Expanding the Notion of Queer Space: Histories, Theories, and Practices - A Panel Discussion

FEB 27, 2020 | 5:30 PM TO 7:00 PM

The Empire State Building with Rainbow Photo Credit: Brandon Blattner

Details

WHERE:

The Graduate Center
365 Fifth Avenue
The Segal Theatre

ROOM:

1218: Segal Theatre

WHEN:

February 27, 2020: 5:30 PM-7:00 PM

CONTACT INFO:

212-817-2474

ADMISSION:

Free

SPONSOR:

The Office of Academic Initiatves and Strategic Innovation

RESERVATIONS:

212-817-2474 or

Description

Earth and Environmental Sciences, along with The Office of Academic Initiatives and Strategic Innovation cordially invites you to attend Expanding the Notion of Queer Space: Histories, Theories, and Practices - A Panel Discussion, on February 27, 2020 at 5:30pm.

Moderated by: Stefanos Milkidis, Ph.D. Student, Graduate Center, CUNY and with panelists: Joel Sanders, FAIA - Yale University, Benjamin Shepard, Ph.D. NY City College of Technology, CUNY, and Sean Weiss, Ph.D. - The City College of NY, CUNY.

Over the last four decades, scholars in social sciences have been paying theoretical and empirical attention to exploring the ways in which urban space is simultaneously gendered and sexualized.

The potential of using queer space as an integrating concept that disrupts and disorients the neoliberal city is not yet fully realized, not yet fully legible. Organized by the Queer Space Studies Initiative and the Earth and Environmental Sciences PhD Program Colloquium Series, a panel discussion between distinguished scholars that have delved into the nature and experience of queer urban geographies will aim to: (1) reflect upon the notion of queer space as historically and culturally contingent and the new directions it is taking in the 21st century; (2) critically discuss some of its objects of investigation and assumptions; (3) explore possibilities through which our understanding of queer spaces can be expanded by acknowledging and promoting an intersectional ethos; and (4) make recommendations for further research and scholarship that specifically investigate queer occupation of places in the built environment.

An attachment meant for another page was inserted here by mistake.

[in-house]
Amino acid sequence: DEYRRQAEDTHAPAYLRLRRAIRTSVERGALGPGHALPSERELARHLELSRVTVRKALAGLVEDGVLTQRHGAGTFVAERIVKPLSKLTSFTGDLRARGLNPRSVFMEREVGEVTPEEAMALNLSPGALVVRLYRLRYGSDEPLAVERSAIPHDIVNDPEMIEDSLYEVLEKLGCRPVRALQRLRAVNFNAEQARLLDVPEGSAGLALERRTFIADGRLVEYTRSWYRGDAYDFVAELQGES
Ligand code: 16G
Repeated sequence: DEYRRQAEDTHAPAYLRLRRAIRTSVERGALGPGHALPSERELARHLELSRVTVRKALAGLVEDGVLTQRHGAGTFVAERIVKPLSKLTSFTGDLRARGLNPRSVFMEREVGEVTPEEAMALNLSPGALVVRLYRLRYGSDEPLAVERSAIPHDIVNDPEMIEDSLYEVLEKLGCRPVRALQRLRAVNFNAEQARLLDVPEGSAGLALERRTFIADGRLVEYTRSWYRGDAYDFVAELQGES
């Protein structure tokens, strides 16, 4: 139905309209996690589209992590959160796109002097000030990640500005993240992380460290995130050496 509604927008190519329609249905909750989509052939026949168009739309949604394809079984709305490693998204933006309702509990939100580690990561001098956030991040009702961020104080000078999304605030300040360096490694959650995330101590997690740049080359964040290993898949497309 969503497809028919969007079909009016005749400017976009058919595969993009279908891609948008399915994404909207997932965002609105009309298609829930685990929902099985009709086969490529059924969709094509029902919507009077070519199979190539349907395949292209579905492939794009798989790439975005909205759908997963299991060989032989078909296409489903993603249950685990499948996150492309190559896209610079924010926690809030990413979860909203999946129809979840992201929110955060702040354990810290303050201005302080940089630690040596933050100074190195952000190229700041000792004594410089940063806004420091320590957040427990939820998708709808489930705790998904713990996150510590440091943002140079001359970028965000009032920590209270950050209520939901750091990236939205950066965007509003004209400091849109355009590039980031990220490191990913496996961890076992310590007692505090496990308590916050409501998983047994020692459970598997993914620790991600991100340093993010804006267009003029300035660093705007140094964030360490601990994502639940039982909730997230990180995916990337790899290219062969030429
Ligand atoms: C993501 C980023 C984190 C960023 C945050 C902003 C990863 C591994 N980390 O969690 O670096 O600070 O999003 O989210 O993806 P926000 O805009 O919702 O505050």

Panelists


Joel Sanders, FAIA is the Principal of JSA, his award-winning architecture firm based in New York as well as MIXdesign, a new inclusive design consultancy that promotes human connectivity among people of different ages, genders, disabilities, races and religions, enabling progressive institutions, government agencies and companies to recruit and retain diverse talent. For the past two years, Sanders has spearheaded Stalled!, an interdisciplinary design-research project that takes as its point of departure national debates surrounding transgender access to public restrooms to address the need to create safe, sustainable and inclusive public restrooms for everyone. Sanders is also a Professor at Yale School of Architecture where he is the Director of the M.Arch II Program. He is the editor of STUD: Architectures of Masculinity and Groundwork: Between Landscape and Architecture - his writings and practice have explored the complex relationship between culture and social space, looking at the impact that evolving cultural forces have on the designed environment. JSA projects have been featured in international exhibitions and the permanent collections of MoMA, SF MoMA, Art Institute of Chicago and the Carnegie Museum of Art. The firm has received numerous awards, including six New York Chapter AIA Design Awards, three New York State AIA Design Awards, three Interior Design Best of Year Awards, two ALA/IIDA Library Interior Design Awards, and Design Citations from Progressive Architecture.